If you still have feelings for an ex, does that mean you’re not really in love with your new significant other? That weighty question was on my mind during an intense encounter with California-based old flame Mark (a.k.a Sparky) back in 1998.

Le Parker Meridien: Sparky and I caught up at this Midtown hotel back in ‘98

Sparky’s visit came at a time when I was at my most vulnerable — a little more than a month after losing my mom. Up in his hotel room, the connection between us resurfaced. I now Open The Vault and take you back to November of ’98…

November 21, 1998 – Volume 70
New York, NY

Dear Diary,

As Sparky and I embraced, I could feel his face turning toward mine. I made sure to keep only my cheek next to him.

He suggested I come out to Arizona.

“You could be the other woman,” he said. “Okay, let’s have a fling.”

I wasn’t entirely sure he was joking, but we both grew serious and Sparky said he has too much respect for his wife (as do I for David) to do that.

Suddenly, I could feel myself getting emotional and nostalgic about us. I struggled with the words. Finally, they came.

“When we were together, I was completely certain I loved you,” I admitted. “I haven’t had that certainty since.”

“Wow,” he said, clearly taken aback. “That’s really nice of you to say.”

I also told Sparky how upset I was to learn of his marriage. Though, I said, I never expected him to wait for me–

“I always thought we’d get back together someday.”

“Now you tell me!” he said with a laugh.

Later, Sparky reassured me that I will be okay, and reiterated how sorry he is about mom’s passing.

We hugged again. He squeezed my hand as he told me–

“I’ll always be here for you.”

He said not seeing me had been gnawing away at him since Mom’s passing in September, that he wanted to just jump on a plane.

“I still care about you — I think about you all the time.”

About David, he said he was 99 and 1/10 percent happy for me, but also a little jealous.

“Because I wish it was me.”

So, what does all of this mean for my relationship with David?

I don’t know.

* * *

David and I managed to survive Hurricane Sparky. And a happy milestone for us as a couple would prompt David to execute one of the greatest grand gestures I’ve ever received.

4 comments » | catching up with old flames, Le Parker Meridien, long-distance relationships, losing a parent, Midtown NYC hotels

Opening The Vault: Part Fifty Seven

December 5th, 2009 — 5:30pm

When it comes to love, there are moments where you find yourself at a crossroad between past and present. That complicated juncture is where I found myself back in the fall of 1998.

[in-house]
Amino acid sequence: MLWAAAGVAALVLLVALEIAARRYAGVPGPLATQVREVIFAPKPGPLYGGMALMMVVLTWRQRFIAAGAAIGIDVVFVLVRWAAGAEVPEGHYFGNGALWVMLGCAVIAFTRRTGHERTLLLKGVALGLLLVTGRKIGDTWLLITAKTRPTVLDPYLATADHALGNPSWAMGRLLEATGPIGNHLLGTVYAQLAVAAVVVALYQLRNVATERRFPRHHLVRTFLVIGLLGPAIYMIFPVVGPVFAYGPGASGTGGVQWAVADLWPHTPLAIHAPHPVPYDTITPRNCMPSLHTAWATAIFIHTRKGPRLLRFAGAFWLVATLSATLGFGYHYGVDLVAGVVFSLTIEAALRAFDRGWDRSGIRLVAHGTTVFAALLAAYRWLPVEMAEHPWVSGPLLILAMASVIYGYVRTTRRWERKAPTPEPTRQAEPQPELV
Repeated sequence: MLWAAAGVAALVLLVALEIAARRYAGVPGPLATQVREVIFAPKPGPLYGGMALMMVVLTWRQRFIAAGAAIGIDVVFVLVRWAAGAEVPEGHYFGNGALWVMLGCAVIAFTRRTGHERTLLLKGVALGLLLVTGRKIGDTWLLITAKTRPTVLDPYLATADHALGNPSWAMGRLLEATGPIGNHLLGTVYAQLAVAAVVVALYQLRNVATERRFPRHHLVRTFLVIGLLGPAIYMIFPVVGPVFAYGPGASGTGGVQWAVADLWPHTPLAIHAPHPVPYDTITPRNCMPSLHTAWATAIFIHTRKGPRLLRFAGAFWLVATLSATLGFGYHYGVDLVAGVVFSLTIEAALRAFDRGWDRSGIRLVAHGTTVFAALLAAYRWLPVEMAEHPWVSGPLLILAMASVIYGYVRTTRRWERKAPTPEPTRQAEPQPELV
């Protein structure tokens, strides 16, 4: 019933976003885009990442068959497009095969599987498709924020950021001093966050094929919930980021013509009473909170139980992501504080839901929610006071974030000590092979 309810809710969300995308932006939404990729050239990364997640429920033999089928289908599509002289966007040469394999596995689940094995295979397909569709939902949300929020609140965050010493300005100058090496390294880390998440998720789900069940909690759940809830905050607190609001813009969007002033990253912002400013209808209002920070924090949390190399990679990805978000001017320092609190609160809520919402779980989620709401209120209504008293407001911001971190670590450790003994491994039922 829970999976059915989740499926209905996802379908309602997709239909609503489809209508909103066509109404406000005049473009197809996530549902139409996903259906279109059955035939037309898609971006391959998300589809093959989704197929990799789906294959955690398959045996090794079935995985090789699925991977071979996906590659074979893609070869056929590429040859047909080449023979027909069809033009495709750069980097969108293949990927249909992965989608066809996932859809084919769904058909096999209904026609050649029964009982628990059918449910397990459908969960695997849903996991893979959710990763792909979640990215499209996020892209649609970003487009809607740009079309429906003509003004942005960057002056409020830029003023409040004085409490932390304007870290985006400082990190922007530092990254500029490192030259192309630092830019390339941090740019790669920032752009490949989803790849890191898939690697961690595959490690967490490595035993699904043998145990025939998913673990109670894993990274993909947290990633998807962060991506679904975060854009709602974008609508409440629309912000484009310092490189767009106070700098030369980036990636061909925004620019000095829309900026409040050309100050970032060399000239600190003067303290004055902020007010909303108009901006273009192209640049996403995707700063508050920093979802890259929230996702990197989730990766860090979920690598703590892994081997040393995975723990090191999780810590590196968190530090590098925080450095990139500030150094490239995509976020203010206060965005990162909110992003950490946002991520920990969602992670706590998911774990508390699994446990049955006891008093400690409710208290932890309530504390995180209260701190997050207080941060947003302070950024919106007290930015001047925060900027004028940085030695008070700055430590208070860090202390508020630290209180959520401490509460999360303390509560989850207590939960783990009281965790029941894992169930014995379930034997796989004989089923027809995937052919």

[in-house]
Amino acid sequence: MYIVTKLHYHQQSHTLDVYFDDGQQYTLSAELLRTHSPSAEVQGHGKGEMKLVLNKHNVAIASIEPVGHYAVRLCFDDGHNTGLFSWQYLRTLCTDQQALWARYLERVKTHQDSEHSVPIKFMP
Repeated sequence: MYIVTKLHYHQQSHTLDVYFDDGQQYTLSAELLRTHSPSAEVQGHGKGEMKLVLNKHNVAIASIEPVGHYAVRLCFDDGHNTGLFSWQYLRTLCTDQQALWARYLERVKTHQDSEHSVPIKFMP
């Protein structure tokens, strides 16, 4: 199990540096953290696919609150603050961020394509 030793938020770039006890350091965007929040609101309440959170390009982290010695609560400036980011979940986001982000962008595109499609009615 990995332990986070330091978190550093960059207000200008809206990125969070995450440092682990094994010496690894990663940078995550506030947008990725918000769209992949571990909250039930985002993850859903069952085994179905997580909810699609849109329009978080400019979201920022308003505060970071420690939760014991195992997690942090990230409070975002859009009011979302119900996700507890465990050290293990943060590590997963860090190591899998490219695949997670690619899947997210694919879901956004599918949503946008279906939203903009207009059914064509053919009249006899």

At the time, I was about four months into my relationship with dashing, noble Brit David — and six weeks into dealing with my beloved mother’s passing from breast cancer. It was during this emotional maelstrom that first love and California native Mark (a.k.a Sparky) came into town. I now Open The Vault and take you back to November ‘98…

November 21, 1998
New York, NY

Dear Diary,
I just spent a couple of hours with Sparky. It was an emotional, revelatory encounter — in some ways I hadn’t anticipated.

Le Parker Meridien: Sparky and I shared an intense encounter at this Midtown NYC hotel

I got to his hotel and was about to get on the elevator when the doors opened and he was there. We hugged and he immediately told me how great and thin I looked (always nice to hear from an ex).

As he usually does, he crammed into the revolving door next to me. Then, he extended his arm. I put mine through his but then felt awkward — which I admitted — and pulled away. Still, Sparky kept putting his hand on my back, shielding me from traffic.

We walked to Times Square, during which I spoke a lot about Mom. Bless him, he managed to say all of the wrong things — asking me if I’m thinking about my career or a retirement community for Dad now. I found myself thinking a lot about David, how much more understanding and sensitive he is.

After lunch at a diner, we walked back uptown and I told Sparky about David.

“I’m glad you have a good boyfriend,” he said.

“I’ve had one or two before,” I said pointedly.

Later, I told Sparky I was glad we could still laugh together.

“We just can’t do the physical stuff,” he interjected.

Nevertheless, back in Sparky’s room, he beckoned me toward him.

“You know, I’ve been waiting for a big hug,” he said.

So I went over to him and we embraced. And I felt a rush of the warm feelings I’ve always felt for him.

* * *
Before the afternoon was over, Sparky would make an unexpected proposition — and I would admit something I had never told him before.

Comment » | being torn between old and new loves, catching up with old flames, Le Parker Meridien, losing a parent, Opening The Vault

An Evening At Hope Lodge

October 4th, 2009 — 3:49pm